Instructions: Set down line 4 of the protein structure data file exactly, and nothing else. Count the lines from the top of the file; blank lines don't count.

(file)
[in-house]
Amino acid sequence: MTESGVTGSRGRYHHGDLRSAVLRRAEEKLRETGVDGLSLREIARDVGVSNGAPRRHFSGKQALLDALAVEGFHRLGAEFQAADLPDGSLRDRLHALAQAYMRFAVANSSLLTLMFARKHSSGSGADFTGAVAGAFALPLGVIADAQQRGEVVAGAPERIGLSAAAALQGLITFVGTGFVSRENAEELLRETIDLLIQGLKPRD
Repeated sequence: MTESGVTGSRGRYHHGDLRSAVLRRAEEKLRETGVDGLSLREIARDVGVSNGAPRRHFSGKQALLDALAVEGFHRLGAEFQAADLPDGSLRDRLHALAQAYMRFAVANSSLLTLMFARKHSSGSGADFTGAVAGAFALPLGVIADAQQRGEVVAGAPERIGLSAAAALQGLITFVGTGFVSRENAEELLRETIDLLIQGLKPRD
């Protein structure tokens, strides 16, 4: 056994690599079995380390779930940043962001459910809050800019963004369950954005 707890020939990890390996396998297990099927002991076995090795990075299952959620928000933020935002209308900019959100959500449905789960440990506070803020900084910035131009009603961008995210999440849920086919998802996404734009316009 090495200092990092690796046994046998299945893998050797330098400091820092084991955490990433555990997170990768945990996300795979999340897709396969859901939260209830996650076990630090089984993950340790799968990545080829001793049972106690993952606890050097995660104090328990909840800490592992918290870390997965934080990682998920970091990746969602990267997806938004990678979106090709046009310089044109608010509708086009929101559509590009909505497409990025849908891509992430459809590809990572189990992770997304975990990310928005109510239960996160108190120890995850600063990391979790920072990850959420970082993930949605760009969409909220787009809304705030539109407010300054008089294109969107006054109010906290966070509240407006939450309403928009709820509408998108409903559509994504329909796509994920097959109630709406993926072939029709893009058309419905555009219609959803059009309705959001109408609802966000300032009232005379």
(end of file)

């Protein structure tokens, strides 16, 4: 056994690599079995380390779930940043962001459910809050800019963004369950954005 707890020939990890390996396998297990099927002991076995090795990075299952959620928000933020935002209308900019959100959500449905789960440990506070803020900084910035131009009603961008995210999440849920086919998802996404734009316009 090495200092990092690796046994046998299945893998050797330098400091820092084991955490990433555990997170990768945990996300795979999340897709396969859901939260209830996650076990630090089984993950340790799968990545080829001793049972106690993952606890050097995660104090328990909840800490592992918290870390997965934080990682998920970091990746969602990267997806938004990678979106090709046009310089044109608010509708086009929101559509590009909505497409990025849908891509992430459809590809990572189990992770997304975990990310928005109510239960996160108190120890995850600063990391979790920072990850959420970082993930949605760009969409909220787009809304705030539109407010300054008089294109969107006054109010906290966070509240407006939450309403928009709820509408998108409903559509994504329909796509994920097959109630709406993926072939029709893009058309419905555009219609959803059009309705959001109408609802966000300032009232005379």